Administering antibiotics to animals is not an inherently bad thing to do, although it can become detrimental if done without caution and concern. The FDA’s report on the application of antimicrobial drugs in industry warns that “the development of resistance to this important class of drugs, and the resulting loss of their effectiveness as antimicrobial therapies, poses a serious public health threat”. In this article, the main point is not to suggest entirely eliminating antibiotic consumption in the livestock industry, but to manage it judiciously by targeting specific diseases. Another significant argument is that farmers and food corporations should “voluntarily” withdraw from using drugs which have a functional similarity to drugs used in humans, since this would reduce the concern for transmitting resistive bacteria on to humans through our food. Use of antibiotics for livestock growth promotion has been banned by many European countries, as they have determined that similar investment in more food resulted in the same growth yields without the additional antibiotic resistance generation.

It is evident that we can no longer take how our food is produced for granted. The expression food for thought is no longer some overused metaphor, it is a reality.

Antibiotic Resistance: Are We Winning the Battle, But Losing the War?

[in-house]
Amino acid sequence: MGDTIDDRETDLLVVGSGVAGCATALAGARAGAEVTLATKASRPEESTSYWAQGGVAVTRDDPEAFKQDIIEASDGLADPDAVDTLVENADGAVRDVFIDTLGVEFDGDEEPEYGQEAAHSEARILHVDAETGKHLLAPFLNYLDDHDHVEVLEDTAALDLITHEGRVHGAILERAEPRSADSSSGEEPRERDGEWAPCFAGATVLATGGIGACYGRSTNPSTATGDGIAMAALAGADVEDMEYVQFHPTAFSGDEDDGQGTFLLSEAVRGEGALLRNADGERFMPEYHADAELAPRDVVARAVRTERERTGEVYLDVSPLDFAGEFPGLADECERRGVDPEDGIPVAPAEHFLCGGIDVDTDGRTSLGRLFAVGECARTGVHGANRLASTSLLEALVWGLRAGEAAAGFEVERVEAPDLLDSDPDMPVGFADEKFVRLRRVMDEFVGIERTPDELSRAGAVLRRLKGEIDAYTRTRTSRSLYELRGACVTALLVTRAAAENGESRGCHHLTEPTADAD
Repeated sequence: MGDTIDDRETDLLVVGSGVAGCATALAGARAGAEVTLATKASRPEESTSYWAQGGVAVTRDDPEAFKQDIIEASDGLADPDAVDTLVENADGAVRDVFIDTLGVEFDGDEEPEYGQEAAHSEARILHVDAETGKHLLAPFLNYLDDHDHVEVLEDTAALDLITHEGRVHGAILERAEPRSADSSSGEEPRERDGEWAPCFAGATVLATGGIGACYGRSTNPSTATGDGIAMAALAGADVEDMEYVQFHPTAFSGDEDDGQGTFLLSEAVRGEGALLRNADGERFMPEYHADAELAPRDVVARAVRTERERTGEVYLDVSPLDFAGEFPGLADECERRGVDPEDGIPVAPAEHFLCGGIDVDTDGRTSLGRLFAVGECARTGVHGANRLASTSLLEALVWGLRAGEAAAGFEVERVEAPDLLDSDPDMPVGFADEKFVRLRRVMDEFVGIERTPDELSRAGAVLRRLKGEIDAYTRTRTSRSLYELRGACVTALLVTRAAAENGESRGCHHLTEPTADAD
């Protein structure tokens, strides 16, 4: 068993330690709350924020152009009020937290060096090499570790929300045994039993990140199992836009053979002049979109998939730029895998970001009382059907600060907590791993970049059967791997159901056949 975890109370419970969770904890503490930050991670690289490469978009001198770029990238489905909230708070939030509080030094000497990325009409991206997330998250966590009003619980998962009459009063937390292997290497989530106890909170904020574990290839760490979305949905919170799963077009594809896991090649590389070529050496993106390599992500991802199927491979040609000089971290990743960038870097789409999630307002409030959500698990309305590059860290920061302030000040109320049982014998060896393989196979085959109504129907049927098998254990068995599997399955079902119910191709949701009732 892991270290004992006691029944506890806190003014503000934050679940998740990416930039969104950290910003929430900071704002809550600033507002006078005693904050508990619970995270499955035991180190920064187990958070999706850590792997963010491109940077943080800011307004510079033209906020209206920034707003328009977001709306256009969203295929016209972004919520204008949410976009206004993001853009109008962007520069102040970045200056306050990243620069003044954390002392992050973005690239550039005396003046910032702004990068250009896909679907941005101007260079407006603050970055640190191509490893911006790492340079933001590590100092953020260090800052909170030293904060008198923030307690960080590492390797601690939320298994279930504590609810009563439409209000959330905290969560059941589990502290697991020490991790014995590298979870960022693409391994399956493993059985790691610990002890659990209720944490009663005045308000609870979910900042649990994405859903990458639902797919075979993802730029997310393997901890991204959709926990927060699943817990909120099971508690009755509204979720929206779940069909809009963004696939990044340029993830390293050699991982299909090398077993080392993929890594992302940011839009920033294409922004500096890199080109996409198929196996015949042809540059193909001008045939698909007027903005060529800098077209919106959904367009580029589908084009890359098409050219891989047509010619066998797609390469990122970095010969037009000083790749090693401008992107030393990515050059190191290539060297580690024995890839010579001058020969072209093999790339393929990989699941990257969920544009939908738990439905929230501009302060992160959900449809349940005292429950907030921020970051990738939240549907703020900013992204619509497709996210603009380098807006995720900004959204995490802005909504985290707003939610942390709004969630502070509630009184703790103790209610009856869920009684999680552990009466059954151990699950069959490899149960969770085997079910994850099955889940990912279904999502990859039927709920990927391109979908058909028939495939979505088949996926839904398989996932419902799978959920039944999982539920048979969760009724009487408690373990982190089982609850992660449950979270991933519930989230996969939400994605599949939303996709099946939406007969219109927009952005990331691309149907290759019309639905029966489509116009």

Laziness, disillusionment, anger— these are just a few words that come to mind when considering the problem of antibiotic resistance.   From the deliberate misuse of antibiotics in animal feeds, to wide-spread, inappropriate prescriptions for viral infections, the sheer scale of the problem lends itself to feelings of powerlessness and frustration.  For many of us, it’s simply easier to ignore the warning signs and shrug off the future consequences of doing nothing.  Unfortunately, the reality is that people are dying every day—in hospitals, nursing homes and long-term care facilities—from bacteria that were once treated with antibiotic therapy. What were once miracle drugs just a few decades ago—able to eradicate any bacterial infection in the blink of an eye— are now no longer working for a number of infections.  With a lack of good treatment options against resistant strains such as MRSA, enterococci, and c. difficile, frontline health professionals are becoming increasingly alarmed and frightened for future patients.